Is Harry Brook’s the best start to a Test career ever?
Harry Brook scored his fourth Test match century in the sixth Test of his career against New Zealand in Wellington, overnight he is 184 not out.
From 21-3 Brook, alongside Joe Root – also with an unbeaten hundred – rescued England to a more than healthy 315-3 at stumps. Brook will wake up tomorrow morning in New Zealand eyeing-up not only his first double-century in Test cricket but also the prospect of surpassing his dad’s highest score as well of 210.
He said: “My dad’s highest score is 210 and my highest score is 194 so that’s in the back of my mind at the minute.”
In assessing whether Brook’s start to his test career is the best ever, the numbers he has accumulated are striking.
He has more runs than anyone else in Test history from their first nine innings, having scored 807 since his debut against South Africa last summer. That’s ten more runs than Vinod Kambli, who made five in his ninth innings on 18th January 1994. However, Kambli did manage to score a double century quicker than Brook, he scored back-to-back double-hundreds in his fourth and fifth innings before a century in his sixth.
Where Brook has edged out Kambli is in his consistency. Staggeringly, he has passed fifty in all but two of his innings and his average has temporarily crept over 100 – more than Don Bradman at present, in case you were wondering.
In terms of the manner in which he scores his runs, Brook is also set apart from the rest, both from the past and present of the game. He epitomises ‘Bazball’ ethos, in a way that is only comparable to the man he replaced, Jonny Bairstow. It’s a mark of Brook’s ability and obvious talent that, when Bairstow is fit again, England will have to find someone else to make way for him in the side.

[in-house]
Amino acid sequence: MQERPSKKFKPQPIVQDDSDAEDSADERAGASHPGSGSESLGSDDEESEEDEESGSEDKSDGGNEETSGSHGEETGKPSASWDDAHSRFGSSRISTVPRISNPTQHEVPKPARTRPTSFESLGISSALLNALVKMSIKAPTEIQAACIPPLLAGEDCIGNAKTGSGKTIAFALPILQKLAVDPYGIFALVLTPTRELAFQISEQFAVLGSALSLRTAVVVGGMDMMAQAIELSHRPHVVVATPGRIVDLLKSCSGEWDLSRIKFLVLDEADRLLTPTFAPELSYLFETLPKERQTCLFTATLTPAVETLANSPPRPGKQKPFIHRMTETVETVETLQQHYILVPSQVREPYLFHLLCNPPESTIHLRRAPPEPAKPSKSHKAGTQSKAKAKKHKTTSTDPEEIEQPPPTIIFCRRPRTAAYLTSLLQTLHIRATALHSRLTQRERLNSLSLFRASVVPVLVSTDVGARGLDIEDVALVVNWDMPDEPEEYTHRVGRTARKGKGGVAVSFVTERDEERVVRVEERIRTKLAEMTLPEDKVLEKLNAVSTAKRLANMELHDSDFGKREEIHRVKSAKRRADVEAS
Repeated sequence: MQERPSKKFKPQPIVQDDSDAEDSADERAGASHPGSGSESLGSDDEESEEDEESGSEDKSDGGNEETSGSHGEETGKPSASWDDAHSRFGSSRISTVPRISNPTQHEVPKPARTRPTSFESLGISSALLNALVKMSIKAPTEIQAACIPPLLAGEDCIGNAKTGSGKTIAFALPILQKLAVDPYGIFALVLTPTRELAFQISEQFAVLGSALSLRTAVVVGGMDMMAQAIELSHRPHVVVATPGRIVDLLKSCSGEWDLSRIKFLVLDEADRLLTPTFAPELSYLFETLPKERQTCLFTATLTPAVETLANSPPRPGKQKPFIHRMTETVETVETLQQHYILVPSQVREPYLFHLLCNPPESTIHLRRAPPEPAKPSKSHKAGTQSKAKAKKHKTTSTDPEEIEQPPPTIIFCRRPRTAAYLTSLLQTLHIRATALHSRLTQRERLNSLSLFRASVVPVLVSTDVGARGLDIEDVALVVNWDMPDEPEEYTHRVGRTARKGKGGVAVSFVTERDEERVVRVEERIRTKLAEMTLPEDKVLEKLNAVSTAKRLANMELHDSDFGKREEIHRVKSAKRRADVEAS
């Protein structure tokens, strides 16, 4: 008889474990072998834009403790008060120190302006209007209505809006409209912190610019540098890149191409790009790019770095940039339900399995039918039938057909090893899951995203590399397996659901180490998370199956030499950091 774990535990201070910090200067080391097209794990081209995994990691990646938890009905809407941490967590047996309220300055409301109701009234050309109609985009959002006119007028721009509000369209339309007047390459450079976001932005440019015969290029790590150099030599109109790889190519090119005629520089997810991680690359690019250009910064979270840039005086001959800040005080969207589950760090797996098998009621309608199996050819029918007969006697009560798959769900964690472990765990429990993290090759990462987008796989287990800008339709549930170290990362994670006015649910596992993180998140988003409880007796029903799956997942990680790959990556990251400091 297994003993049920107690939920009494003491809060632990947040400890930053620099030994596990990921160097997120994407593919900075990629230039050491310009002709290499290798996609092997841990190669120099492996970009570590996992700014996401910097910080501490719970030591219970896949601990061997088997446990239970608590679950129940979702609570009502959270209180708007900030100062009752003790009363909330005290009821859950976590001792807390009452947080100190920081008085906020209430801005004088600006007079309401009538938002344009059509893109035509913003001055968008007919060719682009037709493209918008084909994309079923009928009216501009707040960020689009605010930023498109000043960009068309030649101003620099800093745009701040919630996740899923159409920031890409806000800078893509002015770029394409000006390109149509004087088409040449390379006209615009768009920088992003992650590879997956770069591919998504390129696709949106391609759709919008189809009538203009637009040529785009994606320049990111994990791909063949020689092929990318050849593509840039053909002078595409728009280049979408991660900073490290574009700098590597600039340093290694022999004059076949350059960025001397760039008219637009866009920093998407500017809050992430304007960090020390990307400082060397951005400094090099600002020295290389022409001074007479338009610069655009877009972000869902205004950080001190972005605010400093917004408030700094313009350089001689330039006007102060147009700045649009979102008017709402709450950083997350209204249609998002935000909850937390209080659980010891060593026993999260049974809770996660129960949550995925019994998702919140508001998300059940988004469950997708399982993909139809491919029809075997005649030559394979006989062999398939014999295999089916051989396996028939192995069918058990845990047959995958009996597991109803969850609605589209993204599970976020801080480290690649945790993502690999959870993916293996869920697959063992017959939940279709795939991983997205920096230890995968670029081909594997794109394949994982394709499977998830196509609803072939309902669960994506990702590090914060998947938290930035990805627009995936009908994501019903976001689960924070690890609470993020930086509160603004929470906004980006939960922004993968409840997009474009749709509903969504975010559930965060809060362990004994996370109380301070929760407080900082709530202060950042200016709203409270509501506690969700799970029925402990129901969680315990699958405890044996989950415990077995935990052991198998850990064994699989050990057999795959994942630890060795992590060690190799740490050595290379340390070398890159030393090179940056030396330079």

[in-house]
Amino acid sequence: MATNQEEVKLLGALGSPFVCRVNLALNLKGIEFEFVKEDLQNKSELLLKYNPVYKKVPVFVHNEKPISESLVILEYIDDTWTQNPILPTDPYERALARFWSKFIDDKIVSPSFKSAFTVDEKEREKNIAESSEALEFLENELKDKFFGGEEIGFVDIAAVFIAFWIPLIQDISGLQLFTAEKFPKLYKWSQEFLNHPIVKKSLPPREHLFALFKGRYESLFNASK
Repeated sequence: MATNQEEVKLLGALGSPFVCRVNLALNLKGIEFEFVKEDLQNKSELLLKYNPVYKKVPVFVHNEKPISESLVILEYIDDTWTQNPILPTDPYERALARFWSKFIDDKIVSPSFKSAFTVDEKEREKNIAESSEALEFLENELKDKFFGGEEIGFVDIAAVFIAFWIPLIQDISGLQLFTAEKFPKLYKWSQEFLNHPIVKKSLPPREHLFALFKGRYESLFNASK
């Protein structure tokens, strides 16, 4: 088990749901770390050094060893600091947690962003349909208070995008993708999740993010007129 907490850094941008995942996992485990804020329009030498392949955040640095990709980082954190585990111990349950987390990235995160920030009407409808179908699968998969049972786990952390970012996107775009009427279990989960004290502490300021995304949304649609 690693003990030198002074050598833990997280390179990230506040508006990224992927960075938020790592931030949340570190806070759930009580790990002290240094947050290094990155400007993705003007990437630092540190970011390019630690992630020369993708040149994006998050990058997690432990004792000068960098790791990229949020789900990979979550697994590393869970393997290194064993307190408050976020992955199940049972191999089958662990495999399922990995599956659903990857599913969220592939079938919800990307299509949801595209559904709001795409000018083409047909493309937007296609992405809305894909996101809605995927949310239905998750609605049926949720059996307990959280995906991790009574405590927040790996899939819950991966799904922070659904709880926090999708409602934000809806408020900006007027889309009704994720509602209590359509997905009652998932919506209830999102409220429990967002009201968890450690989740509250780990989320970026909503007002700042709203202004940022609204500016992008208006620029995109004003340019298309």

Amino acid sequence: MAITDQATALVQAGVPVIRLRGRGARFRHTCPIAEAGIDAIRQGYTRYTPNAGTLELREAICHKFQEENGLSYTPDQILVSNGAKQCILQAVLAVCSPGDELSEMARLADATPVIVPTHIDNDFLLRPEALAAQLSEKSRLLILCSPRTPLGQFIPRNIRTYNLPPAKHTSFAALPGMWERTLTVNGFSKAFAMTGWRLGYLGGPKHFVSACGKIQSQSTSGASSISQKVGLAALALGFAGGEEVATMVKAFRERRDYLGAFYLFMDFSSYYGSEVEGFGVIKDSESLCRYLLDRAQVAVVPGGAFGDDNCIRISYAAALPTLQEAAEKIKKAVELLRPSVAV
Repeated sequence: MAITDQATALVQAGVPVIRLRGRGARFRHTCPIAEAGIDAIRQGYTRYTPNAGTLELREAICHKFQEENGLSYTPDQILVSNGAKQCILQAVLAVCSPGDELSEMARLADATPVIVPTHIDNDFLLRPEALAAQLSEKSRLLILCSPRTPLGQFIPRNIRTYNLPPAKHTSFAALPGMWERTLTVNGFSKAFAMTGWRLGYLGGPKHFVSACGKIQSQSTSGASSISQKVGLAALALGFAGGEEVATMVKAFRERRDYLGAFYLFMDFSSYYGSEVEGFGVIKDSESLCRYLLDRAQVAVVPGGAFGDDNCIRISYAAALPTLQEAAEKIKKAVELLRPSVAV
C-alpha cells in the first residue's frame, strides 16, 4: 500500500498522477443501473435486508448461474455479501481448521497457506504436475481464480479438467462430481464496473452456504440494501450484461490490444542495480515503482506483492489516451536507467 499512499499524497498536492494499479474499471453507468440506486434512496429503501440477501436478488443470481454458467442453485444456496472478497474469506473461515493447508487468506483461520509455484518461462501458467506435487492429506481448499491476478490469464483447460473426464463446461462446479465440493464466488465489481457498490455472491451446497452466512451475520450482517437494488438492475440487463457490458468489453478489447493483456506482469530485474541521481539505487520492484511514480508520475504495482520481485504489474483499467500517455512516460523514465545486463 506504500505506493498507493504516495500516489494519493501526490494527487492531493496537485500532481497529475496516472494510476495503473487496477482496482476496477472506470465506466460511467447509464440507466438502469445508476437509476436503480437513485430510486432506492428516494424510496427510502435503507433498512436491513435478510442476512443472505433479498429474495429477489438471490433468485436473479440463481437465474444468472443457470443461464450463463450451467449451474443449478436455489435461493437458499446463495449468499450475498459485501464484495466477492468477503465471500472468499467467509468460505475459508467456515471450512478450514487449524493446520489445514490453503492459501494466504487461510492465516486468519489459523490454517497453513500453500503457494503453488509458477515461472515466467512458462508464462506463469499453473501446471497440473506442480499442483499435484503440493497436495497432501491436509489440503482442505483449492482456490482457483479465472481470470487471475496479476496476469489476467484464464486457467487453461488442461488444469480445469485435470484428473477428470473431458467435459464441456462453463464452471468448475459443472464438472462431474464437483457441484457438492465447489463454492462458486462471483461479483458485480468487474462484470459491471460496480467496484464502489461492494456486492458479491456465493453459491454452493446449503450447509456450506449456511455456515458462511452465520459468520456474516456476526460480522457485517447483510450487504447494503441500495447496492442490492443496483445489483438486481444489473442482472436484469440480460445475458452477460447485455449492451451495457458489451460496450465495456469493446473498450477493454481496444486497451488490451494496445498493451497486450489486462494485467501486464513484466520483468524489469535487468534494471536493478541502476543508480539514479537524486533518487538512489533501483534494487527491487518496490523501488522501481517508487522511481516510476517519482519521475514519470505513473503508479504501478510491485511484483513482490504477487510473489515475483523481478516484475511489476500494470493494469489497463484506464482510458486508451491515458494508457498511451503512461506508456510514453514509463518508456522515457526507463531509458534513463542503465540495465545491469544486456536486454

The stand-out from Brook’s career so far has been his strike rate, which currently sits at 99.38. He has demolished opposition bowling attacks, first in Pakistan and then New Zealand, his aggression towards Neil Wagner last night ensured the Black Caps’ ever-dependable enforcer became a liability. With Root at the other end, England’s second all-time leading Test run-scorer, Brook trumped him with every shot. His strike rate for his current innings was 108.87, Root’s was 55.49.
In fact, the dominance Brook has already established over Test match bowling attacks is highlighted by how he plays full deliveries. According to CricViz, since the start of 2022, batters in the top seven have a strike rate of 69 against full balls in Tests while Brook strikes at 143. That audacious lofted drive he plays down the ground, usually for six, must account for a high percentage of this rate.
If it’s not already clear just how good Brook is at this stage of his career, the scenario and conditions when he came to the crease last night offer another explanation. It was hardly the flatness of Rawalpindi in Wellington, and England were in trouble at 21-3. While the pitch did dry out after lunch, it felt like a significant moment for England’s new approach. The positive intent threatening to unravel, they could easily have been bundled out for a low score. While in that eventuality they would have brushed failure off, there would have been plenty of criticism from the quarters who are waiting patiently for them to fail.
Instead, Brook transformed it into another amazing day to be long remembered and added to a growing list in the early days of the Ben Stokes and Brendon McCullum era.
Since his first Test in the summer, all of Brook’s innings have been overseas. He has been a vital part of turning England’s fortunes around away from home. Even on the flattest pitches like those they found in Pakistan, England struggled away from home less than 12 months ago and long before. The mindset change and confidence, encapsulated in Brook’s batting, has facilitated a way to win away.
Testament to his brilliance, cricket fans will be tuning in tonight at 10 o’clock tonight, not to watch Joe Root bat, but to marvel at the new star of the world game, Harry Brook.